Last Friday, Yusuf al-Qaradawi — the most influential Muslim Brotherhood cleric in the world — returned triumphantly to Cairo from his exile in Qatar as the man chosen to lead Friday prayers at Tahrir Square. Given that the Muslim Brotherhood has been banned as an illegal organization in Egypt for decades and al-Qaradawi was banned from entering Egypt because of his support for jihad and his anti-Egyptian pronouncements, this is huge in its implications. Out of all the people in the world, secular or religious, that could have been invited to lead prayers at the epicenter of the Egyptian revolution, the man selected and embraced was the banned jihad-mongering leader of the illegal Salafi-Jihadi Muslim Brotherhood.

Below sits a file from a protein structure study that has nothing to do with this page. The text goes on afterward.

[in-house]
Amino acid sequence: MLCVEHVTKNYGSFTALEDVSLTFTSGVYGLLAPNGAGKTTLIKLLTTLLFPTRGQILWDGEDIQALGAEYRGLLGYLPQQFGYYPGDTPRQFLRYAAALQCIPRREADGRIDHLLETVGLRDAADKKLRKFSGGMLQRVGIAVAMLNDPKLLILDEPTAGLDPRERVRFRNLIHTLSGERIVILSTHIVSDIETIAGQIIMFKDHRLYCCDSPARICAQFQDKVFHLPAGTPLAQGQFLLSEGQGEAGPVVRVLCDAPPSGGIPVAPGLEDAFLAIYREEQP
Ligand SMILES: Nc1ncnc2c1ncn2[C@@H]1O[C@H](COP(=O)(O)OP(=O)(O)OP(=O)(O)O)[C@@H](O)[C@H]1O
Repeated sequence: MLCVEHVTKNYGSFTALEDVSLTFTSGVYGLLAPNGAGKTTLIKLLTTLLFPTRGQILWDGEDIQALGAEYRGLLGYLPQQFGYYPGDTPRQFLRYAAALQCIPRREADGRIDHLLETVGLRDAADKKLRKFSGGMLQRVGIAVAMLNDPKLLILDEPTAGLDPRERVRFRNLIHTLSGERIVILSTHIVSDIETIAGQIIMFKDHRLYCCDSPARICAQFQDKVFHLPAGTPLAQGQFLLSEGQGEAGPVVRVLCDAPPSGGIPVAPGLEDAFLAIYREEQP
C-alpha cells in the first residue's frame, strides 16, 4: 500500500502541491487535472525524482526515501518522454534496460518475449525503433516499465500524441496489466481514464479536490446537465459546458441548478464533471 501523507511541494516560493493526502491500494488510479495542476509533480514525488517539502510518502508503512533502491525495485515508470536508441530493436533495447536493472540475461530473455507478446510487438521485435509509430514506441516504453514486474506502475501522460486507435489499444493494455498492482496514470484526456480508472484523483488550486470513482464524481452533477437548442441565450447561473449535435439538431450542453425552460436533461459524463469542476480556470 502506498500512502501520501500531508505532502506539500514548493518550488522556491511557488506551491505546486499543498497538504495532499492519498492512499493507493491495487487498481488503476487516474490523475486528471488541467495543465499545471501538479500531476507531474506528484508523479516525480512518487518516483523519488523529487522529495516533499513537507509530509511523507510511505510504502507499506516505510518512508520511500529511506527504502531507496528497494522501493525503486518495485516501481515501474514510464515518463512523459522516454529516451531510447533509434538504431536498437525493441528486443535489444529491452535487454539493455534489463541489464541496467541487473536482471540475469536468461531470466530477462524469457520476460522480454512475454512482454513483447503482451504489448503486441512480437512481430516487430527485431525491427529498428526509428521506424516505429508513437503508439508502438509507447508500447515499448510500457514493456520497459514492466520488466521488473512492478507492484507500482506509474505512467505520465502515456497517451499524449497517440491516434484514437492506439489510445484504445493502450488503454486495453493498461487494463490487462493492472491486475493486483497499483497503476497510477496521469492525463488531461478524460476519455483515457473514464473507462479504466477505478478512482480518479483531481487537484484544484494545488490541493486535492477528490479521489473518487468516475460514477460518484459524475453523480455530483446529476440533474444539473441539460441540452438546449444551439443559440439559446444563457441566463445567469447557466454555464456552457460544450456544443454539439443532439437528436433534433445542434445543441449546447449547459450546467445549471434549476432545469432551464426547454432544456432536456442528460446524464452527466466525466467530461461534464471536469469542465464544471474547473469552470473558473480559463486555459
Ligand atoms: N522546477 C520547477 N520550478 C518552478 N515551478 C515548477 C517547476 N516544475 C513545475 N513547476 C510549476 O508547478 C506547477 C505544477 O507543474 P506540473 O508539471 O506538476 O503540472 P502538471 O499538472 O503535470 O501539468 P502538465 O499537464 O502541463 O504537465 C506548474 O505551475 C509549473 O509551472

If that isn't bad enough, it just so happens that Yusuf al-Qaradawi — banned from entering the United States in 1999 because of his support for suicide bombings — is the esteemed chairman-in-absentia of the Muslim American Society's Islamic American University.
To anyone who has cared to know, this should not come as a surprise because the established links between the Muslim Brotherhood in Egypt and the United States are substantial.